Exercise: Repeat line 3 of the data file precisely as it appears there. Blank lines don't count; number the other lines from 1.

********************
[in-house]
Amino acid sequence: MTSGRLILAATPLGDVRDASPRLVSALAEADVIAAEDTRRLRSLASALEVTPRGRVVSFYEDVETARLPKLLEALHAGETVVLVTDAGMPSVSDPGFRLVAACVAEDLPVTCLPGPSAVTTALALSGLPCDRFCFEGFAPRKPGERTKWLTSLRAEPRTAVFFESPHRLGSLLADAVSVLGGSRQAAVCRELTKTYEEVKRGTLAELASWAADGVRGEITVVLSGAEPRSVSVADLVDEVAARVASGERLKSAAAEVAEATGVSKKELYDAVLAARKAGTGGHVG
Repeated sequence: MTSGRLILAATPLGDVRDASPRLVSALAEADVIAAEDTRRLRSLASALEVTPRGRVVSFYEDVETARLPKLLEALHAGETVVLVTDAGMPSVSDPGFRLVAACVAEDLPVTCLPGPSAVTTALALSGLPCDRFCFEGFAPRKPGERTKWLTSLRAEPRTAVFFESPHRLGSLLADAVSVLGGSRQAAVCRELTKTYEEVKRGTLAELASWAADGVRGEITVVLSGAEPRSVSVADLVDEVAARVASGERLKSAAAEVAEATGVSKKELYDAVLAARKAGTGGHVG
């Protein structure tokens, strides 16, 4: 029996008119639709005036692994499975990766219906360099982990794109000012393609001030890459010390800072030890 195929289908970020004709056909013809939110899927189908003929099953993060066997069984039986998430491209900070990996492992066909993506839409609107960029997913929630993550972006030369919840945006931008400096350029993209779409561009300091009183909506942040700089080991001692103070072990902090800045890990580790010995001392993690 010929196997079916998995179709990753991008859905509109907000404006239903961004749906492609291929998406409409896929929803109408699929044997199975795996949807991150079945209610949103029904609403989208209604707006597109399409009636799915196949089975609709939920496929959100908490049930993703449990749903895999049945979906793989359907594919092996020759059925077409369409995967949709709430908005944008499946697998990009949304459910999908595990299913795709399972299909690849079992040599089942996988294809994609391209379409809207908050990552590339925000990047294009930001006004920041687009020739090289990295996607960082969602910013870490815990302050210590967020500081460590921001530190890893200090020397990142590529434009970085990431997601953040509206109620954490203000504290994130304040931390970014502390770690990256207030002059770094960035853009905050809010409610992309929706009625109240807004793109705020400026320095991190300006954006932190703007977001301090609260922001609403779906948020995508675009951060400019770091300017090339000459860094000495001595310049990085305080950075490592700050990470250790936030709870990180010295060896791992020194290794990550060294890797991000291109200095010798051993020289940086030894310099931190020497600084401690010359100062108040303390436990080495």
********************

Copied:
Repeated sequence: MTSGRLILAATPLGDVRDASPRLVSALAEADVIAAEDTRRLRSLASALEVTPRGRVVSFYEDVETARLPKLLEALHAGETVVLVTDAGMPSVSDPGFRLVAACVAEDLPVTCLPGPSAVTTALALSGLPCDRFCFEGFAPRKPGERTKWLTSLRAEPRTAVFFESPHRLGSLLADAVSVLGGSRQAAVCRELTKTYEEVKRGTLAELASWAADGVRGEITVVLSGAEPRSVSVADLVDEVAARVASGERLKSAAAEVAEATGVSKKELYDAVLAARKAGTGGHVG